Becoming the Virtual Teacher My Students Need

By Kathleen Palmieri

Since March and the closing of physical school my teaching has begun to transform. That’s been a good thing – a time of true discovery.

Forced to learn how to be an effective virtual teacher of fifth graders, I’m gaining a deeper understanding of all the professional learning I’ve eagerly pursued over my career.

All the books and research I’ve read, the classroom experiments I’ve carried out, the insights I’ve gained through my NBCT journey are fueling a transformation that began out of necessity but has become illuminating.

From this point forward, online or in a physical classroom with kids, I will be a better educator. Here’s why.

Some background

Understanding learners and how they learn has always been one of the key components of my planning. Since my college days I have read widely, considering many points of view about how students learn.

I studied Dr. Howard Gardner’s work on multiple intelligences, which is a rationale for varying instruction. This is the understanding that we all have multiple ways of receiving information benefitting from varied teaching strategies.

Then I explored learning styles using the VARK model, which is the acronym of the four types of learners: visual, auditory, reading/writing preference, and kinesthetic, based on the understanding that children learn differently.

Then I began learning more about the work of Dr. Carol Dweck, delving into the nuances of growth mindset (continued effort leads to success) and fixed mindset (the belief that one is either good or bad at something). I saw the principles of growth mindset make a positive difference in my classroom (as it had in my own life).

I’ve come to see that engagement is keeping students interested in the focus of the concept or skill, and it begins to flow once I have a good understanding of my students. Traditionally, in my physical multi-subject classroom, I would use what I considered best practice, and provide a mini-lesson, no longer than 10 minutes, that would help guide our focus on the essential question as students broke into small groups.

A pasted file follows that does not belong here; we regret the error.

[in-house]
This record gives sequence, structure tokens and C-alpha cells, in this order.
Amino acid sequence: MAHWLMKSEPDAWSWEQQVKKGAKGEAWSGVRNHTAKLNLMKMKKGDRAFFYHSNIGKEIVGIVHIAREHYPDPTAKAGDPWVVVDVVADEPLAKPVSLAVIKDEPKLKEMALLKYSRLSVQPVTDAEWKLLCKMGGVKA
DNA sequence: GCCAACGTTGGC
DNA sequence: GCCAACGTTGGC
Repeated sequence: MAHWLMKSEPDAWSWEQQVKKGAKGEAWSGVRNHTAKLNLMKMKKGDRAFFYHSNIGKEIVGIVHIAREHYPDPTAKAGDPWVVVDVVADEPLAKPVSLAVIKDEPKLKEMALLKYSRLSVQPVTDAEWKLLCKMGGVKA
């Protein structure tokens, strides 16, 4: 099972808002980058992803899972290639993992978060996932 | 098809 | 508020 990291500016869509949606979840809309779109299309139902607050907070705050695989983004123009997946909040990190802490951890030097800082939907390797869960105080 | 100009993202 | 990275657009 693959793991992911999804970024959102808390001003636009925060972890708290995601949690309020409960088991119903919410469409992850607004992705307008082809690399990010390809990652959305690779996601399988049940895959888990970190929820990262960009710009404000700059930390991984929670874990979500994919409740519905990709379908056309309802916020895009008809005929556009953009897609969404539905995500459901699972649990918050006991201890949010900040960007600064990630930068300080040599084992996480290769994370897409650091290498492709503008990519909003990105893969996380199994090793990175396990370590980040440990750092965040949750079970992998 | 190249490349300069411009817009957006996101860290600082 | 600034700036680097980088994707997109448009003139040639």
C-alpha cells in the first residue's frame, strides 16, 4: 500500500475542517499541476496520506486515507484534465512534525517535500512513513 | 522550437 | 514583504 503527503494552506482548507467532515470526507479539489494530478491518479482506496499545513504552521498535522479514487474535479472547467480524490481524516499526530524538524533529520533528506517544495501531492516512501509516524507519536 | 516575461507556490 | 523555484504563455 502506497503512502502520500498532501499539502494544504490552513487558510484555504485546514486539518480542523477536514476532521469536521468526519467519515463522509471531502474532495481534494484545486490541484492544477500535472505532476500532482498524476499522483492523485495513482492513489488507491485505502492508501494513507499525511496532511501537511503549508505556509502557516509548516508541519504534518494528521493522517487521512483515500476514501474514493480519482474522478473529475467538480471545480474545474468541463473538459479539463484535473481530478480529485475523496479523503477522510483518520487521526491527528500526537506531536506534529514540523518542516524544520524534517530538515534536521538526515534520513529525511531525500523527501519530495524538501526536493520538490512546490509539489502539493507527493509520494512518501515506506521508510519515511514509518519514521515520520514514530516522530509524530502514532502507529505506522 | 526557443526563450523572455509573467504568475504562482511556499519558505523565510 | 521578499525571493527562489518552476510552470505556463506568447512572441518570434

Rotations were a daily routine as students would move with their group through “Teacher Time,” “Problem Solving,” “Facts Practice,” and an “Exit Ticket” finisher. Blending in a Google Classroom space provided an extra dimension to our learning, an “anytime” place in the digital cloud where I would post extra resources, add homework assignments, and keep parents informed.

My small groups were created based on my knowledge of my students, tapping into my understanding of learners. I considered how students had performed in the past, what I’d observed, and where I felt they needed more guidance. The rotation of small-group “Teacher Time” is where I provided the differentiation in regard to breaking down the concept or skill. As I observed growth or a need for intervention, I made adjustments to the groups and also provided individualized time later in the day.

This was how we learned in my pre-pandemic 5th grade classroom.

Then it all changed.

The world of learning in a physical classroom became a thing of the past – at least for the foreseeable future. We were now virtually teaching and learning.

How would I engage my students and meet their needs?  Thankful for the technology and digital resources already in place in my school system (Google Classroom and various online external resources and outsourced content), I began to plan my lessons for a virtual setting.